I was snowed in for a couple of days last weekend, so I started working on the computer control system
 for the 1940's Geo. Stevens pickup coil winder 'CNC robot' conversion I've been working on lately...

This is the prototype control board for the infrared LED turn counter sensor system I worked up.

As the mainshaft rotates, the black shutter at middle left also rotates at the same speed as the mainshaft, and blocks
or unblocks a beam of infrared light shining inside the sensor. This beam of light tells the Arduino Uno I'm using for a computer
when to move the traverse's stepper motor, which winds the wire onto the pickup's bobbin.

The green light is for the switches at top left - the traverse zero 'home' system. If the traverse is moved all the way to the left,
the light turns red and the Arduino shuts off the drive to the stepper motor so the drive won't crash.

See what I mean? The traverse rack gear is as far to the left as it can go, so the switches are closed and the red light
is lit. There is also a line connected to the Arduino so it knows it can't move any further.

Here is my Arduino Uno actually doing something useful... finally!

I bought this touchscreen monitor so I could run the Arduino all by itself without always having to have it connected to my laptop.
I didn't want a fullsized monitor, keyboard and mouse setup so I thought I would try this system instead.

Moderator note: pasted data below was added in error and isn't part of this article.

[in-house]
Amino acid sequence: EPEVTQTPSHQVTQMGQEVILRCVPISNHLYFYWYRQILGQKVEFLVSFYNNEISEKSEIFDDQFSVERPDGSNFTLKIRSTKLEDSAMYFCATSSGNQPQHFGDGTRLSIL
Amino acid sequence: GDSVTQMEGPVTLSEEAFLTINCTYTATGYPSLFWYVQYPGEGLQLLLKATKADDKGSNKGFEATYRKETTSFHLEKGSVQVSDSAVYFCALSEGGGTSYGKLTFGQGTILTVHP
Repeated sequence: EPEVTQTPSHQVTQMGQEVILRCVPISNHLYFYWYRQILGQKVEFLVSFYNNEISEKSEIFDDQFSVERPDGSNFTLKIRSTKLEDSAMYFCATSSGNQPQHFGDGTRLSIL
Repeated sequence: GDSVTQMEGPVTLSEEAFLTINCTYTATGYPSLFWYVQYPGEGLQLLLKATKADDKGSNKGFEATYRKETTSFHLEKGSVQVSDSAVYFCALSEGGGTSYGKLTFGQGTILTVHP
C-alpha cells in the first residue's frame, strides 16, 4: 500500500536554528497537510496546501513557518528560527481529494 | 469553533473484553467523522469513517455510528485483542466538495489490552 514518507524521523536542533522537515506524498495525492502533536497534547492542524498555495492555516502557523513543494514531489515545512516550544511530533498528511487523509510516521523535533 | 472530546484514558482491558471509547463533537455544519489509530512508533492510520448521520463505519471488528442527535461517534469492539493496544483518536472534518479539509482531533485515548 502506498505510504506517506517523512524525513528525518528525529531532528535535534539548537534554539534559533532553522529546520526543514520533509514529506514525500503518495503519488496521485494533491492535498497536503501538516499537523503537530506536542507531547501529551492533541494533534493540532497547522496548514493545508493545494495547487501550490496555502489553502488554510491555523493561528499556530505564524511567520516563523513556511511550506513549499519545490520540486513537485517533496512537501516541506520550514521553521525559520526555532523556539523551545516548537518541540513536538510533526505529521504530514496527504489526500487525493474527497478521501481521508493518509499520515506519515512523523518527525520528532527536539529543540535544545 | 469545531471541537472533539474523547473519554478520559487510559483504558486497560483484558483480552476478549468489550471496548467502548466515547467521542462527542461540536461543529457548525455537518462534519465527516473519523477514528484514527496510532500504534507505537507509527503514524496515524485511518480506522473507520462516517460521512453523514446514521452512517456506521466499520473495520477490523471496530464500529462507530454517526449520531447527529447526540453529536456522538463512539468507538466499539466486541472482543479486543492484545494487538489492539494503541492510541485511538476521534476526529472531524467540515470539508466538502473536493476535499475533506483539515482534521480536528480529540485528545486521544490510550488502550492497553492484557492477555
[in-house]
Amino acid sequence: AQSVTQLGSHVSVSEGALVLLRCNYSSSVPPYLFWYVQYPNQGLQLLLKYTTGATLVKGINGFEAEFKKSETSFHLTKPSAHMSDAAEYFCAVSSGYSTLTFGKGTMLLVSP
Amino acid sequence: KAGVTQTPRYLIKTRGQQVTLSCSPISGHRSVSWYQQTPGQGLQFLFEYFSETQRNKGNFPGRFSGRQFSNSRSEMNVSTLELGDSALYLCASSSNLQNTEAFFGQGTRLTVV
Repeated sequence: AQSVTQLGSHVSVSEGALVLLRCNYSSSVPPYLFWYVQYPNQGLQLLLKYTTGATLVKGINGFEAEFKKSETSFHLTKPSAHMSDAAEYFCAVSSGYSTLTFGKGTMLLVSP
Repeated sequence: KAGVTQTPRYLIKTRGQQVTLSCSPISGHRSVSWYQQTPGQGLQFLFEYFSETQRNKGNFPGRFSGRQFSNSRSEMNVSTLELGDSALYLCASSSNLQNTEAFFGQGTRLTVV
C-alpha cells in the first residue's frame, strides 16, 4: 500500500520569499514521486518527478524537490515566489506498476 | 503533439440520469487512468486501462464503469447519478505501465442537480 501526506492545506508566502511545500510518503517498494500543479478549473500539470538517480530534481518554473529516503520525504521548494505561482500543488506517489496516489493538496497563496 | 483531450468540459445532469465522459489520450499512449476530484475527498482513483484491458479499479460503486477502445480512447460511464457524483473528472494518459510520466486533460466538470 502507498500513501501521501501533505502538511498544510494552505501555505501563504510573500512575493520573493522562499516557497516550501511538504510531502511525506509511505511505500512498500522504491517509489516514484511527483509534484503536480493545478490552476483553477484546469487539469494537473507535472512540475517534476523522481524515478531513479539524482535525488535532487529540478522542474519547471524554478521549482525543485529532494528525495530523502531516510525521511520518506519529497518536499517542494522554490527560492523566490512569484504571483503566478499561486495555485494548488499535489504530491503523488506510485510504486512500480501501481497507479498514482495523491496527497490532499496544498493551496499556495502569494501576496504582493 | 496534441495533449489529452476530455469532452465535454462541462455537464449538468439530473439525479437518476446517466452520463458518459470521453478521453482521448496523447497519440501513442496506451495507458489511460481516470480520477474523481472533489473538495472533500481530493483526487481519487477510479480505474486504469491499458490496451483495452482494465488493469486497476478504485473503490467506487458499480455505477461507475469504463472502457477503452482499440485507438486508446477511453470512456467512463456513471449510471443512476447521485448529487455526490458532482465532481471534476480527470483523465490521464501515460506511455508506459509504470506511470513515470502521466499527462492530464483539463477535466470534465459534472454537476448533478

The photo is kind of washed out because of the angle of the camera, but it's displaying the Angeltone logo as a test.
For some reason the screen isn't very camera friendly, but it really looks much better 'in person'.

I'm programming the Arduino computer in this photo to wind a pickup coil from beginning to end, so all I'll have to do is change the pickups
when they're full. If I want to change pickup types (like changing from winding Strat 5S7's to PAF pickup bobbins), the winding programs
this will use will be prewritten so all I'll have to do is upload the new program to the Arduino and load in a bobbin... cool!

This setup is now interfaced to the Stevens' infrared LED sensor control board shown in the top photo, and if there was a pickup mounted
to the winder when I took this it would have 66 turns of wire already wound on it. I still have to program the traverse stepper motor
when to move left and right in sync with the main motor and write a control panel program for this touchscreen monitor, and I'm basically done -
that is... after I make a table to mount the winder to, wire the power supply, mount the main motor, build the control box... :)

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